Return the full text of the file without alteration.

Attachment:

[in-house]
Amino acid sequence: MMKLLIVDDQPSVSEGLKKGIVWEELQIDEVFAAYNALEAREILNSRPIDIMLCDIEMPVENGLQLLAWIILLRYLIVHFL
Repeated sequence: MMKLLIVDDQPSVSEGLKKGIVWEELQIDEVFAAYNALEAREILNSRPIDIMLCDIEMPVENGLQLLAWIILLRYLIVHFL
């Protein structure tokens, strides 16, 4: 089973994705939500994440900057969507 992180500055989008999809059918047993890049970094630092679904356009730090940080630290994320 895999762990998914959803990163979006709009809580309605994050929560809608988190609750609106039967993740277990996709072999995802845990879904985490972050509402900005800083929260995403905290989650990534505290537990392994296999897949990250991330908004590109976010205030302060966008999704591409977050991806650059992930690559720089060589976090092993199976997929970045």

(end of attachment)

[in-house]
Amino acid sequence: MMKLLIVDDQPSVSEGLKKGIVWEELQIDEVFAAYNALEAREILNSRPIDIMLCDIEMPVENGLQLLAWIILLRYLIVHFL
Repeated sequence: MMKLLIVDDQPSVSEGLKKGIVWEELQIDEVFAAYNALEAREILNSRPIDIMLCDIEMPVENGLQLLAWIILLRYLIVHFL
């Protein structure tokens, strides 16, 4: 089973994705939500994440900057969507 992180500055989008999809059918047993890049970094630092679904356009730090940080630290994320 895999762990998914959803990163979006709009809580309605994050929560809608988190609750609106039967993740277990996709072999995802845990879904985490972050509402900005800083929260995403905290989650990534505290537990392994296999897949990250991330908004590109976010205030302060966008999704591409977050991806650059992930690559720089060589976090092993199976997929970045």